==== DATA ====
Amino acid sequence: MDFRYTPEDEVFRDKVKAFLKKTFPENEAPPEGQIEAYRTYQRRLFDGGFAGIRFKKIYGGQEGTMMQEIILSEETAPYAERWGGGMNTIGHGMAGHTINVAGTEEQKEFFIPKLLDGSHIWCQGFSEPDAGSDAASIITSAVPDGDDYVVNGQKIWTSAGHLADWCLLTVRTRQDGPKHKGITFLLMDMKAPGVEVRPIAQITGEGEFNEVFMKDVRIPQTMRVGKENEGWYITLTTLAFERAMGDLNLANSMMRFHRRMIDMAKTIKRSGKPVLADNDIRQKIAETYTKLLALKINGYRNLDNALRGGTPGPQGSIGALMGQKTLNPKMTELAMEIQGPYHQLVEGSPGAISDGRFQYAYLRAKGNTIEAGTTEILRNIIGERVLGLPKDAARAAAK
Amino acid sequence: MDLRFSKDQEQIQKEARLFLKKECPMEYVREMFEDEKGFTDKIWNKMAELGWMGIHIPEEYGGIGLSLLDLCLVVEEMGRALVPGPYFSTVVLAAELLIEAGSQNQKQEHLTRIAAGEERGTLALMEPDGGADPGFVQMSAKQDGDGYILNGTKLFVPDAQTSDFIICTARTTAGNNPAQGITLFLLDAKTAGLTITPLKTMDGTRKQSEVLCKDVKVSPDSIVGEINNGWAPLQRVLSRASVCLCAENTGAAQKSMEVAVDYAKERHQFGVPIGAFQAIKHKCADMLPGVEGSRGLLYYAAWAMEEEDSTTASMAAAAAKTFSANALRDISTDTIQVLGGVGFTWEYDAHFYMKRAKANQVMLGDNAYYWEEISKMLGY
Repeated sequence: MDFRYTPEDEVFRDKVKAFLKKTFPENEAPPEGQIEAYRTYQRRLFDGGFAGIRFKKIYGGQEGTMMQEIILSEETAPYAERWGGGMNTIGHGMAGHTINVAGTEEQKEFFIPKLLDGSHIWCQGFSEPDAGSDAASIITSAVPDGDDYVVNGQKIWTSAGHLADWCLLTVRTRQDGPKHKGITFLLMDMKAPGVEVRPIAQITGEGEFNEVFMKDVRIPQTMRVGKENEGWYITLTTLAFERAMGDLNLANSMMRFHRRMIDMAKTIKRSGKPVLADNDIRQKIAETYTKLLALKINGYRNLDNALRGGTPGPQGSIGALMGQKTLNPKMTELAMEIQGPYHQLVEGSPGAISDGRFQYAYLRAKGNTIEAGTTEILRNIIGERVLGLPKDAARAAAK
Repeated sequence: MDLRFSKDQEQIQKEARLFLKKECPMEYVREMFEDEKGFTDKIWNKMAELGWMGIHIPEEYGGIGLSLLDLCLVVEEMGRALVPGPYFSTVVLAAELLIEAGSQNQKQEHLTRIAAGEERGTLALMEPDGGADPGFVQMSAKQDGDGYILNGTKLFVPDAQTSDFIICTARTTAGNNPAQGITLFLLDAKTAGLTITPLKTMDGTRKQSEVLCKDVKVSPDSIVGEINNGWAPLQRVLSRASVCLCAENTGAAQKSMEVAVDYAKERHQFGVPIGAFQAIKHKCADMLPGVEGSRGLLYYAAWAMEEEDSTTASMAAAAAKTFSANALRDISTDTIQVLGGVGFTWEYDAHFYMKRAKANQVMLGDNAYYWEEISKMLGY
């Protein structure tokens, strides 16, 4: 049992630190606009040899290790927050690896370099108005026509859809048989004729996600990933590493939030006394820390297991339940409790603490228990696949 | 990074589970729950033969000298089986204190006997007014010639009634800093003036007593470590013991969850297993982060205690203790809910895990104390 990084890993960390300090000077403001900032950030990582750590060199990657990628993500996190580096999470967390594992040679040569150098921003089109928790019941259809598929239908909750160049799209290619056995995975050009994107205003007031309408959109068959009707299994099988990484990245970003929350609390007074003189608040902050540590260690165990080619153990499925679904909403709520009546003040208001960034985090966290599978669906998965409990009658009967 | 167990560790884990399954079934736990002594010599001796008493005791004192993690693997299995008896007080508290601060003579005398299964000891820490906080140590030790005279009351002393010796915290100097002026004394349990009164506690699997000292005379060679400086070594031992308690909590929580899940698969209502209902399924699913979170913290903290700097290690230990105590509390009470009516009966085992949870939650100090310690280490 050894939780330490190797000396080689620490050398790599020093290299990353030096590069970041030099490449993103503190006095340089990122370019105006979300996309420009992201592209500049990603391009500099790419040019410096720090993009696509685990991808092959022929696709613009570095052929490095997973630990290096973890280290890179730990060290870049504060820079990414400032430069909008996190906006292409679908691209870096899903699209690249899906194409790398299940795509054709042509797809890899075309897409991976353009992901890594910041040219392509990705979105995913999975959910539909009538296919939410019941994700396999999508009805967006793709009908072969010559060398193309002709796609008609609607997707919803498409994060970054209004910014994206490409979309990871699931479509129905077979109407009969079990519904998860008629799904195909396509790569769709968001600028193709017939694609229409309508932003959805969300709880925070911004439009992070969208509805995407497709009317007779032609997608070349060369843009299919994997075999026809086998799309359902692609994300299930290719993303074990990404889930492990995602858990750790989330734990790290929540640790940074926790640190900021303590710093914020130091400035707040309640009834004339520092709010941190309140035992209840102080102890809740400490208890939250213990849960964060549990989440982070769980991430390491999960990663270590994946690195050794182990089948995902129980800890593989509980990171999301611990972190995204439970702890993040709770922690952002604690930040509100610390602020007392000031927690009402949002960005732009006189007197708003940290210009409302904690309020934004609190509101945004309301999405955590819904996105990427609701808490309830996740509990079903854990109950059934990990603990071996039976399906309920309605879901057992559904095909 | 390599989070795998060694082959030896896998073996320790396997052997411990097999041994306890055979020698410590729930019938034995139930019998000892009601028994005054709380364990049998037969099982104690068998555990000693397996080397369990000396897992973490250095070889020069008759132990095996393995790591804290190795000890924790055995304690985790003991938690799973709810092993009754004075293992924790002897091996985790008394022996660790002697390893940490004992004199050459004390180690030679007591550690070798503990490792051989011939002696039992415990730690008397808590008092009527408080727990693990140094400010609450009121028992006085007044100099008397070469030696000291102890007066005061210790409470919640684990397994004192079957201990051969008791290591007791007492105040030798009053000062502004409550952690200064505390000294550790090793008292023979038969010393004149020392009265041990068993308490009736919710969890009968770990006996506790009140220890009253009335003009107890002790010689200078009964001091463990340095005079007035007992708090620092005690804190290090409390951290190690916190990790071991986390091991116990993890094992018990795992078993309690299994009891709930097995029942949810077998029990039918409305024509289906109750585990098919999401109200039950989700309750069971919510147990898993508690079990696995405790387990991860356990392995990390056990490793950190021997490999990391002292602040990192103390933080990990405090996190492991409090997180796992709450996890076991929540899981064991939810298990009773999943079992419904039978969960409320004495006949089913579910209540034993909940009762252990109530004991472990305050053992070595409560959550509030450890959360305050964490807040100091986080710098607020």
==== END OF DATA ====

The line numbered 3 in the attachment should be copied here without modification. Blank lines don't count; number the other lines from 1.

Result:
Repeated sequence: MDFRYTPEDEVFRDKVKAFLKKTFPENEAPPEGQIEAYRTYQRRLFDGGFAGIRFKKIYGGQEGTMMQEIILSEETAPYAERWGGGMNTIGHGMAGHTINVAGTEEQKEFFIPKLLDGSHIWCQGFSEPDAGSDAASIITSAVPDGDDYVVNGQKIWTSAGHLADWCLLTVRTRQDGPKHKGITFLLMDMKAPGVEVRPIAQITGEGEFNEVFMKDVRIPQTMRVGKENEGWYITLTTLAFERAMGDLNLANSMMRFHRRMIDMAKTIKRSGKPVLADNDIRQKIAETYTKLLALKINGYRNLDNALRGGTPGPQGSIGALMGQKTLNPKMTELAMEIQGPYHQLVEGSPGAISDGRFQYAYLRAKGNTIEAGTTEILRNIIGERVLGLPKDAARAAAK